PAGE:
09.11.2021 / Jeppe Grue
Zero emission green hydrogen is increasingly seen as the fuel of the future, able to replace fossil fuels in a range of high emission industries and sectors. There is still some way to go before it takes over, but as global efforts to tackle the climate crisis intensify, our understanding of green hydrogen, and its sheer world-changing potential, continues to grow. Welcome to the dawn of the Hydrogen Age.
Floods, desertification, broken heat records, crumbling glaciers – every day it becomes more evident that climate change is an existential issue, demanding of us an unprecedented and coordinated shift towards new clean technologies.
The energy supply sector is the largest contributor to climate change globally, responsible for 35% of all greenhouse gas emissions. The International Energy Agency (IEA) predicts energy demand to rise 30% by 2040. Such an increase, if powered by fossil fuels, would make limiting global warming to 1.5 degrees C virtually impossible. It is clear we need to do things differently. This is where the humble hydrogen atom, the most abundant element in the universe, comes in.
Hydrogen is an incredibly capable energy carrier, and according to the IEA global demand for it has increased threefold since 1980. Hydrogen can be categorised into four main variants: grey, brown, blue, and green. Grey and brown hydrogen, both produced by fossil fuels, are the most widely used variants and have high emissions profiles. Blue hydrogen is a low carbon alternative, with a fossil fuelled production process reliant on carbon capture and storage (CCS) technology to minimise emissions.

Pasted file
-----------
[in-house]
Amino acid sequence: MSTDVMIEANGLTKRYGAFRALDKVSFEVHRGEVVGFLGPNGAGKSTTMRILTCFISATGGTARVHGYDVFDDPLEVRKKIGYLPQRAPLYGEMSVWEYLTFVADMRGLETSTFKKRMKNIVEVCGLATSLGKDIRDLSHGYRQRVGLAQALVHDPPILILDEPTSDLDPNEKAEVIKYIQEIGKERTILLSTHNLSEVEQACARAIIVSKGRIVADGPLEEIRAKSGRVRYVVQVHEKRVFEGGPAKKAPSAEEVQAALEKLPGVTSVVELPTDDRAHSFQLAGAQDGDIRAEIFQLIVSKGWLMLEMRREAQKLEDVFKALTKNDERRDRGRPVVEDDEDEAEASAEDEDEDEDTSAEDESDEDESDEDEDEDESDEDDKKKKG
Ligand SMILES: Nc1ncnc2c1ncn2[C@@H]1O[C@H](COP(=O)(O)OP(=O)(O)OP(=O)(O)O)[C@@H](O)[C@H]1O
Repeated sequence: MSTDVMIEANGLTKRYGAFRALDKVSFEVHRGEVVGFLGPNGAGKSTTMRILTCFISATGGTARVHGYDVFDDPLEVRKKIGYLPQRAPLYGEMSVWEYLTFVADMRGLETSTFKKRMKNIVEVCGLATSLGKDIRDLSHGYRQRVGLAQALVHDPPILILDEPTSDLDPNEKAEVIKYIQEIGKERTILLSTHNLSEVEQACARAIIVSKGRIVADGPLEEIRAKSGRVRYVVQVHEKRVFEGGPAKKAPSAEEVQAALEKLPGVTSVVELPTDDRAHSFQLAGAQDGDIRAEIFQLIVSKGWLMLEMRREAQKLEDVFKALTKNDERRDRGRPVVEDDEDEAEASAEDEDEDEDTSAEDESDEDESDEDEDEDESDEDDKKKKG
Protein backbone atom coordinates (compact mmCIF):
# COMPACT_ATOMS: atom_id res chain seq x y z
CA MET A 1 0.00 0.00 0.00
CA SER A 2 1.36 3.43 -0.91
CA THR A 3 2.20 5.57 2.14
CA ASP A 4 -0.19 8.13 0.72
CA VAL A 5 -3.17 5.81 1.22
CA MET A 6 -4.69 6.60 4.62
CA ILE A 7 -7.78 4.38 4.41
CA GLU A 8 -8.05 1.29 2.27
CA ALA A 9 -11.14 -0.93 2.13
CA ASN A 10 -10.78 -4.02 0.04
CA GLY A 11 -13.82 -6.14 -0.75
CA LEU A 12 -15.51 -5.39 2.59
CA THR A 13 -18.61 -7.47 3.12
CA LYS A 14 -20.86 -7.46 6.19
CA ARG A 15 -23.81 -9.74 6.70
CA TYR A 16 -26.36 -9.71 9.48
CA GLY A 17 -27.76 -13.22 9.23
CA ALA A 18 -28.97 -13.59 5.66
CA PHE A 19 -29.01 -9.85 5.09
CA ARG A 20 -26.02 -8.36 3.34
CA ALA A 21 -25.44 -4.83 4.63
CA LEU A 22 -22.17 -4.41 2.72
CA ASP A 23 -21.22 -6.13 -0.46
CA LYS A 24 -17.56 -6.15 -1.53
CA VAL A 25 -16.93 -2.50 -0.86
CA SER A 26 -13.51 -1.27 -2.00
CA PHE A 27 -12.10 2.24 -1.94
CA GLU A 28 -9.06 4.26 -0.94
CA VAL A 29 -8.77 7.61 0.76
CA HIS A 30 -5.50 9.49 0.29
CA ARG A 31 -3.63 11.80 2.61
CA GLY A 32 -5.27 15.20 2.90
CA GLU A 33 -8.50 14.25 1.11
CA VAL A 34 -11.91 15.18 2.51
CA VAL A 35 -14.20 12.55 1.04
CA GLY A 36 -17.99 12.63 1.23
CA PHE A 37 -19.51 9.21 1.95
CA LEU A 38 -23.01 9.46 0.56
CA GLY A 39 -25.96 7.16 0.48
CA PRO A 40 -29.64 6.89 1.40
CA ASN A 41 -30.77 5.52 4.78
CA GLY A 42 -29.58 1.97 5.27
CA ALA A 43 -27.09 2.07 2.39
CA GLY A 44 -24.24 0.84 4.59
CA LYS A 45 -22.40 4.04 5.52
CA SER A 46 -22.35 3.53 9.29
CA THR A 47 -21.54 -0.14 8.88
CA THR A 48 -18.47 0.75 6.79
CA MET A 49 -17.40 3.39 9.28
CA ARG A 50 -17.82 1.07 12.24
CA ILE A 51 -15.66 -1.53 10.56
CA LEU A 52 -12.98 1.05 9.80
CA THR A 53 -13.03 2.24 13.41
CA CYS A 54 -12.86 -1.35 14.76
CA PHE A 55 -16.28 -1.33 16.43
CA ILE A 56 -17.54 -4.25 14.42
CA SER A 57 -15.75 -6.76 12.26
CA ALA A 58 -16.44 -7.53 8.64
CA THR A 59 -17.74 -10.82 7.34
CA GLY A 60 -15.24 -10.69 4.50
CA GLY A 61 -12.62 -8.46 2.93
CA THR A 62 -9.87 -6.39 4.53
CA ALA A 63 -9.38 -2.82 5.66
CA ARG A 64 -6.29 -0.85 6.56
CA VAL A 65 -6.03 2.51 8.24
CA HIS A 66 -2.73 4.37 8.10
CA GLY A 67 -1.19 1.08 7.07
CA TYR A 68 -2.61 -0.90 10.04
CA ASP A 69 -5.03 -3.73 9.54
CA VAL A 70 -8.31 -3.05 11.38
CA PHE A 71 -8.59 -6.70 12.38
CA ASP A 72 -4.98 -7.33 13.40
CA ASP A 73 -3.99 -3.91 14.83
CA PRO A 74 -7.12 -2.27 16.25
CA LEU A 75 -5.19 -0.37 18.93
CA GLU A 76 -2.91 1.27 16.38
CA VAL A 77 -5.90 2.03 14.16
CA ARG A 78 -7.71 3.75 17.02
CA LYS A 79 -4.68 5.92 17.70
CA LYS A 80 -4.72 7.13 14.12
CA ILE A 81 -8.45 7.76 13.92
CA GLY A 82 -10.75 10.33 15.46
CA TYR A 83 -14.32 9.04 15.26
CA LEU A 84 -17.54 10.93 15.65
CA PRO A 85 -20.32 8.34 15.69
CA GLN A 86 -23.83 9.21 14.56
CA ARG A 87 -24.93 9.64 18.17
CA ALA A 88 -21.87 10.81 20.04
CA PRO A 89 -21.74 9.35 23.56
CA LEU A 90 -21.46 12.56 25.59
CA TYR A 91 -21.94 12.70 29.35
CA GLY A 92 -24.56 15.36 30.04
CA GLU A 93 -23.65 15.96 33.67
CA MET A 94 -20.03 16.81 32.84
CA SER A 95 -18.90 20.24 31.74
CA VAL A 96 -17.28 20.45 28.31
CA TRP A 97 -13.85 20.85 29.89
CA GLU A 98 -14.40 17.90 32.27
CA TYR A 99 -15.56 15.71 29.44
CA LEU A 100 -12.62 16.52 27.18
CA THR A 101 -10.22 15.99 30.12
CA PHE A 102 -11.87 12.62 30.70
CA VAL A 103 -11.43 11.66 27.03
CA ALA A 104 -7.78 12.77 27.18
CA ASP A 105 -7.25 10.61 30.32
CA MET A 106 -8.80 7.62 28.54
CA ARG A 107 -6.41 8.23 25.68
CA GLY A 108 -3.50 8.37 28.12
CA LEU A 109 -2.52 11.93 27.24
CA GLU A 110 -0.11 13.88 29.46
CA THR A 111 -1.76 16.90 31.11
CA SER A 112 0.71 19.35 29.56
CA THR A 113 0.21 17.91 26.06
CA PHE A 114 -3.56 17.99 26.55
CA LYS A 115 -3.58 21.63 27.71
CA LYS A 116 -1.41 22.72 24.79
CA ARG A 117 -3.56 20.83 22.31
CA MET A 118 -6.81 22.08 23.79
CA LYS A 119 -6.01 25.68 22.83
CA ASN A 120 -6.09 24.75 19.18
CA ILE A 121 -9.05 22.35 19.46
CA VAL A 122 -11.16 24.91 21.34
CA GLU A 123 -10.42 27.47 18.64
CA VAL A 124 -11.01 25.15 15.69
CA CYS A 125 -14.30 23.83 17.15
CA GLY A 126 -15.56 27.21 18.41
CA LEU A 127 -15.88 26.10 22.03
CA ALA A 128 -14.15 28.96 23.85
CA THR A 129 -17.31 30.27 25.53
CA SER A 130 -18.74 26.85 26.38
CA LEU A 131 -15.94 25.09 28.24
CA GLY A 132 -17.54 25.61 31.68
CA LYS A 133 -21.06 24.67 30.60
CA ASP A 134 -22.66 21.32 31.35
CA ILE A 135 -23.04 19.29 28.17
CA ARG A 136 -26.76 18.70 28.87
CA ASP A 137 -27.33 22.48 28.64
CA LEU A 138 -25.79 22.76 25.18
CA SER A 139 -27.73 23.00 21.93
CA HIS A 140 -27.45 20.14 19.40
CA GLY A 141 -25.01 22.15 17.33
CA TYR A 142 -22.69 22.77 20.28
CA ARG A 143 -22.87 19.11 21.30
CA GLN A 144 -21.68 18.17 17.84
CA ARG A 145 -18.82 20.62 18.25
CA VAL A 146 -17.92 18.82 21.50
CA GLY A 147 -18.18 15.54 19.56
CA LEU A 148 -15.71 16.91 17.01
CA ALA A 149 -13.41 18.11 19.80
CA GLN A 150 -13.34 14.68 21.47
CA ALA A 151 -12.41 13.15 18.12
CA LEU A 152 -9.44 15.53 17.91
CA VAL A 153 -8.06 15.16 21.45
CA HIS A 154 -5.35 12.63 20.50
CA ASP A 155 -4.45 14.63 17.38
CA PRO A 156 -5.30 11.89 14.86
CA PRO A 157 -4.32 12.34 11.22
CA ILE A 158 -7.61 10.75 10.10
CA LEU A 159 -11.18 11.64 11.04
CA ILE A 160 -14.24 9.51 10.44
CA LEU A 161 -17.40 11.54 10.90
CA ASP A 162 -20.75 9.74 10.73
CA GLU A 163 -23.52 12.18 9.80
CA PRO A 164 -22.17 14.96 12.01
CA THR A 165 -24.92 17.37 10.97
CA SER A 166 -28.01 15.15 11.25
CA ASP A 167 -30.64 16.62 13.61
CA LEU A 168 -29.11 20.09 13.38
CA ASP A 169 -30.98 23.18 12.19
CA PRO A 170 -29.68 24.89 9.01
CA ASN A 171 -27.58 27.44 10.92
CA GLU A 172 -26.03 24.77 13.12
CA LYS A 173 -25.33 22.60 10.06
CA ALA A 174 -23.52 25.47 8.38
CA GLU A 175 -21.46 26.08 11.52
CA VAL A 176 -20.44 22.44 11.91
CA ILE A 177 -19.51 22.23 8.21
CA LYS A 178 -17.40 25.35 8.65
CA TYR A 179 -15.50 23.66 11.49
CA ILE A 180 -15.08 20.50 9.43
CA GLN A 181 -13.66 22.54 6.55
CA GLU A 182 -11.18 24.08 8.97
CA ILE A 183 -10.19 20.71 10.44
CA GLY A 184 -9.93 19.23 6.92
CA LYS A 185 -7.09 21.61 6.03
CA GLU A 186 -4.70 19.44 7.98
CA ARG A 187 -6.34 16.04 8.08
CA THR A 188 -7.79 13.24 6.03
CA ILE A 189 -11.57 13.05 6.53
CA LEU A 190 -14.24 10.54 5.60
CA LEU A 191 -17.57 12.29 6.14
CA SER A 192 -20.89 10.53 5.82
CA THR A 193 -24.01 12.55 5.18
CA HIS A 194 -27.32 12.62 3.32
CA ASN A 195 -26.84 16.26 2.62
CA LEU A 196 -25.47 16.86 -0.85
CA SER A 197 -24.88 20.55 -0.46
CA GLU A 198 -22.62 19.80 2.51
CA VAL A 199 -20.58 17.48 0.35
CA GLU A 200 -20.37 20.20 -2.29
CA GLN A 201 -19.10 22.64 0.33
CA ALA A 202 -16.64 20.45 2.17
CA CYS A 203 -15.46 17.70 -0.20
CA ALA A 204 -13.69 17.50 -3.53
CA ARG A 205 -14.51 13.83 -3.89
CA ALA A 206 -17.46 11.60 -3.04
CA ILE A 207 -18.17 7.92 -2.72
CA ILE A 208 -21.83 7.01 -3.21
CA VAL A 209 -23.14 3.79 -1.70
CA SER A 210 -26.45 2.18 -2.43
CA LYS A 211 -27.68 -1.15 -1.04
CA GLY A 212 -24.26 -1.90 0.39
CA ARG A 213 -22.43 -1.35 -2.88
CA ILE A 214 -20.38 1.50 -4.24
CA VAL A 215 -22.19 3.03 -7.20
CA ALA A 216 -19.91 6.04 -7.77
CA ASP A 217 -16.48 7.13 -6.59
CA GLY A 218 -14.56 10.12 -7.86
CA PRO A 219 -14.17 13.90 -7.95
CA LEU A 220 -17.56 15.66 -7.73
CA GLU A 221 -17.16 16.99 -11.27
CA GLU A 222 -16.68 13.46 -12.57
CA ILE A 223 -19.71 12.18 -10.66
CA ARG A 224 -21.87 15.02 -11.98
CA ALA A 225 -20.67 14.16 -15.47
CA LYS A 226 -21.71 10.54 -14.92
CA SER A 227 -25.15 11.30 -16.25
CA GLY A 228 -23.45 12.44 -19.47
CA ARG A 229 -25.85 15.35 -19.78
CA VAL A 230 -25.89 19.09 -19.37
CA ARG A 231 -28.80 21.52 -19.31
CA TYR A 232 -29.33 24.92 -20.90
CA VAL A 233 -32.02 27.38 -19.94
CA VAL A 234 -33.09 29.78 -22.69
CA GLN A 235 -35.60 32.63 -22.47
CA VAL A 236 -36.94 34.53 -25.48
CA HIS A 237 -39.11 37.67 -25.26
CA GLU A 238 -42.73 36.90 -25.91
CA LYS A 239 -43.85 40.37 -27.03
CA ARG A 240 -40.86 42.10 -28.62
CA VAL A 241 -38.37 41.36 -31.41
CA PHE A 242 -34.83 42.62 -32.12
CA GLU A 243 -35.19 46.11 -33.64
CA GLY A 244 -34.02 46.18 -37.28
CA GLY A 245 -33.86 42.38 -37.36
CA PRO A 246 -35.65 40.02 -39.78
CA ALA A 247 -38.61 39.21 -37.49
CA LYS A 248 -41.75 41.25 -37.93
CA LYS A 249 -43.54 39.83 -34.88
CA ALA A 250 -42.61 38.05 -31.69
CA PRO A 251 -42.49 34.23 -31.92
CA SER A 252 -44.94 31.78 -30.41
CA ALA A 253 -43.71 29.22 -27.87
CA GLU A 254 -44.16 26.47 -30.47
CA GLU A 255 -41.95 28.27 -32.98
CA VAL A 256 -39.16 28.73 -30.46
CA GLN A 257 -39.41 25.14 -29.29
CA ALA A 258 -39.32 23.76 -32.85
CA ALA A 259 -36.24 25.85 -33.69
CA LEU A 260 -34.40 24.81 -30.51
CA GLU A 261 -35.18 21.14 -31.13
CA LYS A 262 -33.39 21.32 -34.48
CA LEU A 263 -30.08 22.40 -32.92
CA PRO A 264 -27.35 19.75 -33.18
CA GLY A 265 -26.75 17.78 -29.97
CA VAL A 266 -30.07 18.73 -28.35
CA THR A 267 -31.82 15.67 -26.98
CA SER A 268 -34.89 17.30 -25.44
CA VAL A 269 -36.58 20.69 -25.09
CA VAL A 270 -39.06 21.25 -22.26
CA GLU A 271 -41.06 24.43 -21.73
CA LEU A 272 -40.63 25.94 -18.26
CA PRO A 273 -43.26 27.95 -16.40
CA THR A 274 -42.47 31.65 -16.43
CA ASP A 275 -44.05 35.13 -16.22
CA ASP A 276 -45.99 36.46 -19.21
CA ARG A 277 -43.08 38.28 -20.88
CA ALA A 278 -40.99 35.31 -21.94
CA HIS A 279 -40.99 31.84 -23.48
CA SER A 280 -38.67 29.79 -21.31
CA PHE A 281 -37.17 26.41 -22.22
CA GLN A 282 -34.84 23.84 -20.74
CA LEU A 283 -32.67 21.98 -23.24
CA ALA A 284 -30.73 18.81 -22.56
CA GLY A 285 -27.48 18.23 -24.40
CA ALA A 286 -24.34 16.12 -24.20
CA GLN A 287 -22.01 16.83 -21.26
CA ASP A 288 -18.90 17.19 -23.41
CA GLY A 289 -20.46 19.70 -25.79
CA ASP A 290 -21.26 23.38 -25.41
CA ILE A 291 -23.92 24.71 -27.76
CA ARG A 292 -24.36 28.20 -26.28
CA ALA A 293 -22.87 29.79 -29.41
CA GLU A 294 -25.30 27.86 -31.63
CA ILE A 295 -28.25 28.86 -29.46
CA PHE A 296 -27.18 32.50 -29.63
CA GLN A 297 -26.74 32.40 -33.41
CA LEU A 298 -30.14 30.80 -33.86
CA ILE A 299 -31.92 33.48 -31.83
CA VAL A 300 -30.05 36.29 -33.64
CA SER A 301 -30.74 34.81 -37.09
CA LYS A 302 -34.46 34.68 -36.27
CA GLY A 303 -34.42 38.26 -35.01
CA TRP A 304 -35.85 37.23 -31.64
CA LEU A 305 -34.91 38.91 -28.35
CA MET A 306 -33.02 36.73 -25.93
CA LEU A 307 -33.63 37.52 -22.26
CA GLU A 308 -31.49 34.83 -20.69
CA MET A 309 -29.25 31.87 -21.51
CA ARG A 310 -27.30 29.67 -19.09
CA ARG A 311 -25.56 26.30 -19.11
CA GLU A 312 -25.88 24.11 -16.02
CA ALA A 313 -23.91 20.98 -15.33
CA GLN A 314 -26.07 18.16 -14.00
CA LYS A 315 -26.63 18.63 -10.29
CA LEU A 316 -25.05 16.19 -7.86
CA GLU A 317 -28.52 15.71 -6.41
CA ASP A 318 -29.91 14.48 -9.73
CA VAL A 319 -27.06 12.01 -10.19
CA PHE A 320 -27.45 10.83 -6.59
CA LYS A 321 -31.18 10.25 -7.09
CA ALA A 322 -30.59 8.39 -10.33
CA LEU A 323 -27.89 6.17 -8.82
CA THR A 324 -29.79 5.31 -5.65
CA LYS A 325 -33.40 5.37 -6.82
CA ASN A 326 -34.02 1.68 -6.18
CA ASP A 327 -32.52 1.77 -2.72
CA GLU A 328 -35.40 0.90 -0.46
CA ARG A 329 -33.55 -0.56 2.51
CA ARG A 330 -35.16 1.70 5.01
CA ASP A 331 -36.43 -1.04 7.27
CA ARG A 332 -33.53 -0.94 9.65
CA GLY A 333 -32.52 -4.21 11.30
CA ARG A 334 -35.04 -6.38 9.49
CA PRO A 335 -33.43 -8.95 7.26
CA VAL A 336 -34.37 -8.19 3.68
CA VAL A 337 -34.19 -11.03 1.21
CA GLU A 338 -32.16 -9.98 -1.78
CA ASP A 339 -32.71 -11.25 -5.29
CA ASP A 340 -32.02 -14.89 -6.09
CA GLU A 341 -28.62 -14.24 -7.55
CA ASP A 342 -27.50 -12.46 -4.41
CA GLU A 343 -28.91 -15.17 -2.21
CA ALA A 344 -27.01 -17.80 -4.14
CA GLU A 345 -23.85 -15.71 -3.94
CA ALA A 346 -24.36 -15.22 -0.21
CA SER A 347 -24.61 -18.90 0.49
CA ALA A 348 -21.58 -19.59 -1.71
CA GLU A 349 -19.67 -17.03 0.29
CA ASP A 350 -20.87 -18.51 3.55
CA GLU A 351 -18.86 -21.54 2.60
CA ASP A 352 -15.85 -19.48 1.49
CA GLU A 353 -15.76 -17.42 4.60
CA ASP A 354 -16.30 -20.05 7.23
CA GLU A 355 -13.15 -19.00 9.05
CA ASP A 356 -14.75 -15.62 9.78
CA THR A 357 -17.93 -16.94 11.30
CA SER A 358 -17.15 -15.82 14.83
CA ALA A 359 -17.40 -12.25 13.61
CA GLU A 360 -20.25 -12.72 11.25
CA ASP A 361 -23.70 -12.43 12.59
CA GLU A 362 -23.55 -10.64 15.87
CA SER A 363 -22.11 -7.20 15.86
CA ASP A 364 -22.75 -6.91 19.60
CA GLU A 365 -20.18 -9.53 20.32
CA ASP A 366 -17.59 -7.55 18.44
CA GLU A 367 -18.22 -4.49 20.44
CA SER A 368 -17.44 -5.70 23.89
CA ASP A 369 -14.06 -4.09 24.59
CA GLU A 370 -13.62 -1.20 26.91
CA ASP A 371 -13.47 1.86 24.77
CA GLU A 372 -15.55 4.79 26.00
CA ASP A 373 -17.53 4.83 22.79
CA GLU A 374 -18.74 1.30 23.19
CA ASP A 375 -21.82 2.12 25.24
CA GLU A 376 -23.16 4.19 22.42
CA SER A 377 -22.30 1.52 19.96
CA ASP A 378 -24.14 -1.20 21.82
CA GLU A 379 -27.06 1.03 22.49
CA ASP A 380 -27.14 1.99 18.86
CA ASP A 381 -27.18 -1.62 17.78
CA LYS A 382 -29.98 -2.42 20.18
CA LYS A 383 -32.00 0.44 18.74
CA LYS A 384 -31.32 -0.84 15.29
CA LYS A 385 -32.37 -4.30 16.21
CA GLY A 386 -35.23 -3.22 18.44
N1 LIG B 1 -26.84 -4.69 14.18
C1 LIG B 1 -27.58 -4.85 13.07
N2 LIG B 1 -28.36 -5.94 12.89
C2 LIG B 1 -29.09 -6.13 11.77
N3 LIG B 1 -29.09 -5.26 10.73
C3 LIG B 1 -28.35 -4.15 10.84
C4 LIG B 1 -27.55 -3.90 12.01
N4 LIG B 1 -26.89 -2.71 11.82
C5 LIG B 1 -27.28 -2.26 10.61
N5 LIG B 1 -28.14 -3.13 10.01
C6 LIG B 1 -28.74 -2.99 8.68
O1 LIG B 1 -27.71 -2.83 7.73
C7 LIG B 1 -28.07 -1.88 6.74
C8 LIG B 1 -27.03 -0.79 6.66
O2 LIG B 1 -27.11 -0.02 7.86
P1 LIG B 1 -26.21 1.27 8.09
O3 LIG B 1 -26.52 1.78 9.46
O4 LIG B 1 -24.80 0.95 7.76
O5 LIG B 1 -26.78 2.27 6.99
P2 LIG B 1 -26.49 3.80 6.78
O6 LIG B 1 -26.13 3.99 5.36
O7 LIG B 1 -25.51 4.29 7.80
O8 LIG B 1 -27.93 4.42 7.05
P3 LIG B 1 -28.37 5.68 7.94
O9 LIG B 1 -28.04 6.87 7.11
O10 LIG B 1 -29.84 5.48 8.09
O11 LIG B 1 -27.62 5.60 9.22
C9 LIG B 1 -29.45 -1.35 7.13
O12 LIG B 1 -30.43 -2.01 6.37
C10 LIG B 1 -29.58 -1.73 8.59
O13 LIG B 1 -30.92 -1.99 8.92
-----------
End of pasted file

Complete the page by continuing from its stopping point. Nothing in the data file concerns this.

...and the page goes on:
In contrast to the other variants, green hydrogen is produced by renewable energy powered electrolysis, which splits water molecules into hydrogen and oxygen. This process results in zero emissions, and the hydrogen produced is very pure. It can be transported and stored, helping to overcome the challenges of intermittency and demand fluctuations by acting as a battery for renewable energy.
Interest is booming, and green hydrogen is increasingly viewed as critical to meeting both future energy demands and the commitments of the legally binding Paris Agreement on climate change. As the era of hydrocarbons draws to a close, green hydrogen has the potential to become the world’s dominant transportable and tradeable energy medium.
The versatility of green hydrogen means it can be harnessed by a huge range of technologies and industries and presents an opportunity for sectors struggling to decarbonise solely with renewable electricity. Steel, cement, agriculture, and transport are four sectors in particular for which green hydrogen will be critical for decarbonisation. Steel and cement both account for 8 % of global CO₂ emissions, while agricultural production and transport are responsible for a whopping 11% and 24% respectively. Decarbonising these sectors is, therefore, a matter of urgency.